It also urges amending the Digital Security Act promptly
The human rights organization Amnesty International (AI) has urged the government to release folk singer Shariyat Sarkar alias Shariyat Boyati, who is under arrest on charges of hurting religious sentiments.
On Friday, Amnesty International issued an Urgent Action for the folk singer, who has been sued under the Digital Security Act “for stating that music is not forbidden in the Quran.”
In the Urgent Action, the rights organization urged the government to immediately and unconditionally release Shariyat Boyati and drop all charges against him along with all those implicated solely for peacefully exercising their right to freedom of expression.
It also urged a prompt amendment to the Digital Security Act that complies with international human rights laws, including the ICCPR (International Covenant on Civil and Political Rights), to which Bangladesh is a party.
Amnesty International’s South Asia Campaigner Saad Hammadi said: “The arrest and subsequent detention of Shariat Boyati is a clear example of how the Digital Security Act violates Bangladesh’s international obligations. Shariat’s words may have been offensive, but to arrest him on a vaguely defined provision such as hurting religious sentiments is a violation of the right to freedom of expression.
“Such arrests create a chilling effect, stopping journalists and anyone who expresses dissent to fear the Digital Security Act will be arbitrarily used against them. Shariat Boyati was not attacking Islam or the Muslim community, just a section of Islamic scholars. Defending music is not a crime.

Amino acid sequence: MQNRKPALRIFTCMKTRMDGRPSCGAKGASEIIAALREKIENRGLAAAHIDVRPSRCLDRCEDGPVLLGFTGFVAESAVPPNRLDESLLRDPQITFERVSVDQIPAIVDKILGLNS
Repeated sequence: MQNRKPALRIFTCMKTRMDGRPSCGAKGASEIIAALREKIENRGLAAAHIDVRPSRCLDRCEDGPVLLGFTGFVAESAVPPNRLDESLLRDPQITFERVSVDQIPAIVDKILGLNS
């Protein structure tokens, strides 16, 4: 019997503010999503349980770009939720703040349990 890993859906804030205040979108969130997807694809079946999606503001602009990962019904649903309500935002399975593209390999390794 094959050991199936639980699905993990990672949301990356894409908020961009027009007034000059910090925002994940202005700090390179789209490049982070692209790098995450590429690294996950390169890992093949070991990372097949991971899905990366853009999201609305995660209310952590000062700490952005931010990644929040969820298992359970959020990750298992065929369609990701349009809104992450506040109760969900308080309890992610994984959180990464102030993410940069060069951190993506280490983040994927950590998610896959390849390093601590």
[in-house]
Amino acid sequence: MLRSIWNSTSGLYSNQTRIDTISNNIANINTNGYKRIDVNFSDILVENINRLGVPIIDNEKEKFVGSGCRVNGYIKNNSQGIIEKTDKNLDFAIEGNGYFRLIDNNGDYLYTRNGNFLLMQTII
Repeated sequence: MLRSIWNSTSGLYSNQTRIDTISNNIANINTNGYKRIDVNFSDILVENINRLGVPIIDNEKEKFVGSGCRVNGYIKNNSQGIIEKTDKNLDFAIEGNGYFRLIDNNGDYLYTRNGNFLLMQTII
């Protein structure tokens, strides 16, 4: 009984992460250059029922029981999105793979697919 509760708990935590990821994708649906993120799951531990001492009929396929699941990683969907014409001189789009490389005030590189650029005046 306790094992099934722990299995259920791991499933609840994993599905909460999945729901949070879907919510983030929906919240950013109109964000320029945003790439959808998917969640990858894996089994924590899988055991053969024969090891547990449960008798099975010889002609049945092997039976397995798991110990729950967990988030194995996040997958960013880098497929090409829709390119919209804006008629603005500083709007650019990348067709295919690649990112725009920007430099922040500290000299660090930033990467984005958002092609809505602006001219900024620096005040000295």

“We hope the Bangladesh authorities will deliver on their commitment to revise the law in consultation with journalists and civil society members to ensure that it is consistent with international human rights laws, including the International Covenant on Civil and Political Rights,” he added.
‘HC: Why should Shariyat Boyati not get bail?’
Shariyat Boyati was accused of making hurtful comments on Islam during a show in Dhaka’s Dhamrai on December 24, 2019.
Later the video of the program went viral via YouTube and other social media networks, triggering outrage among locals and pro-Islamic groups, who staged protests and demonstrations in Tangail demanding punishment for the singer.
A case was filed against him with Tangail’s Mirzapur police station under the Digital Security Act by Mawlana Faridul Islam, an imam of a local mosque, on January 9.
On January 11, police arrested the folk musician, who later was placed on a three-day remand.
On January 22, Prime Minister Sheikh Hasina, in the parliament, categorically said the folk singer was arrested either because of his involvement in a crime or he was arrested as a crime was committed.
Citing there was no fault in Baul songs, she advised Baul singers not to do anything that put Baul songs, which take a place in the world heritage, under question.
On February 12, the High Court issued a rule asking the government to explain within two weeks why Shariyat Boyati should not be granted bail.
In November 2018, Amnesty International released a report outlining sections within the Digital Security Act which were inconsistent with international human rights law.
At least 14 offences under the act, including the charges against Shariyat Boyati, are non-bailable. The human rights body observed that harassment, including arrest, trial, detention and imprisonment for reasons of opinion a person may hold, constituted a violation of Article 19 of ICCPR.
Nearly 400 cases were filed against different individuals in the first 11 months after the act came into effect in October 2018. According to media reports, more than 200 cases have been dismissed for lack of sufficient evidence behind the allegations, the AI said.